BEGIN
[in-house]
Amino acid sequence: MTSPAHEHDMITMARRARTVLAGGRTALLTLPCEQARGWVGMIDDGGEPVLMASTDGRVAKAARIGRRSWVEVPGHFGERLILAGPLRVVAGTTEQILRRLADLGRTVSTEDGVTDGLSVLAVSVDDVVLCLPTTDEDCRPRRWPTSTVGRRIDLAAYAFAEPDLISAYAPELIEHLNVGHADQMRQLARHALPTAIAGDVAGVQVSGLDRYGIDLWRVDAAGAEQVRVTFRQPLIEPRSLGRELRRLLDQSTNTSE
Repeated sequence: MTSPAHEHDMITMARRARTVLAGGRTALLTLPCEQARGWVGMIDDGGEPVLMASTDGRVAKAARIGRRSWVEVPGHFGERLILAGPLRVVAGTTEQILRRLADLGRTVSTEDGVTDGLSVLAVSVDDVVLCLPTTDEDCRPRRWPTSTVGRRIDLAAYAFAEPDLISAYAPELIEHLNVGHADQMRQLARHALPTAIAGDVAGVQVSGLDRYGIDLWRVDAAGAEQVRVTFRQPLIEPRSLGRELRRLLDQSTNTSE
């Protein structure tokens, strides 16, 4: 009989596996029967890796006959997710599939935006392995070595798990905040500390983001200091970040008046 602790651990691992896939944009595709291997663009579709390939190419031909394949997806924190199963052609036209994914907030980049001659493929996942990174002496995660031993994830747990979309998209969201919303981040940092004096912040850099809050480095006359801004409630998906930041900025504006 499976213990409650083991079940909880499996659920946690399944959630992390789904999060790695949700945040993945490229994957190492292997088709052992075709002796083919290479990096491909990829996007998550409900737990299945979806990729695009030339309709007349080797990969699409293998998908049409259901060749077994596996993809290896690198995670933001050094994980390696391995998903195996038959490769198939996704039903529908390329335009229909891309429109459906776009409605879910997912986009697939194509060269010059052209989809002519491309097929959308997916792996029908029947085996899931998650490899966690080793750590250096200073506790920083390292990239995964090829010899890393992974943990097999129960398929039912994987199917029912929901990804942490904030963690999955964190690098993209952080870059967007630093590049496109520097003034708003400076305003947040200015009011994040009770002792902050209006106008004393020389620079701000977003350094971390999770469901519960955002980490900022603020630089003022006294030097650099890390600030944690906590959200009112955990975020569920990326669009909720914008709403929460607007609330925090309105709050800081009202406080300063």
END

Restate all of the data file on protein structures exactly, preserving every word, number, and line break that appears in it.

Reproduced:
[in-house]
Amino acid sequence: MTSPAHEHDMITMARRARTVLAGGRTALLTLPCEQARGWVGMIDDGGEPVLMASTDGRVAKAARIGRRSWVEVPGHFGERLILAGPLRVVAGTTEQILRRLADLGRTVSTEDGVTDGLSVLAVSVDDVVLCLPTTDEDCRPRRWPTSTVGRRIDLAAYAFAEPDLISAYAPELIEHLNVGHADQMRQLARHALPTAIAGDVAGVQVSGLDRYGIDLWRVDAAGAEQVRVTFRQPLIEPRSLGRELRRLLDQSTNTSE
Repeated sequence: MTSPAHEHDMITMARRARTVLAGGRTALLTLPCEQARGWVGMIDDGGEPVLMASTDGRVAKAARIGRRSWVEVPGHFGERLILAGPLRVVAGTTEQILRRLADLGRTVSTEDGVTDGLSVLAVSVDDVVLCLPTTDEDCRPRRWPTSTVGRRIDLAAYAFAEPDLISAYAPELIEHLNVGHADQMRQLARHALPTAIAGDVAGVQVSGLDRYGIDLWRVDAAGAEQVRVTFRQPLIEPRSLGRELRRLLDQSTNTSE
């Protein structure tokens, strides 16, 4: 009989596996029967890796006959997710599939935006392995070595798990905040500390983001200091970040008046 602790651990691992896939944009595709291997663009579709390939190419031909394949997806924190199963052609036209994914907030980049001659493929996942990174002496995660031993994830747990979309998209969201919303981040940092004096912040850099809050480095006359801004409630998906930041900025504006 499976213990409650083991079940909880499996659920946690399944959630992390789904999060790695949700945040993945490229994957190492292997088709052992075709002796083919290479990096491909990829996007998550409900737990299945979806990729695009030339309709007349080797990969699409293998998908049409259901060749077994596996993809290896690198995670933001050094994980390696391995998903195996038959490769198939996704039903529908390329335009229909891309429109459906776009409605879910997912986009697939194509060269010059052209989809002519491309097929959308997916792996029908029947085996899931998650490899966690080793750590250096200073506790920083390292990239995964090829010899890393992974943990097999129960398929039912994987199917029912929901990804942490904030963690999955964190690098993209952080870059967007630093590049496109520097003034708003400076305003947040200015009011994040009770002792902050209006106008004393020389620079701000977003350094971390999770469901519960955002980490900022603020630089003022006294030097650099890390600030944690906590959200009112955990975020569920990326669009909720914008709403929460607007609330925090309105709050800081009202406080300063």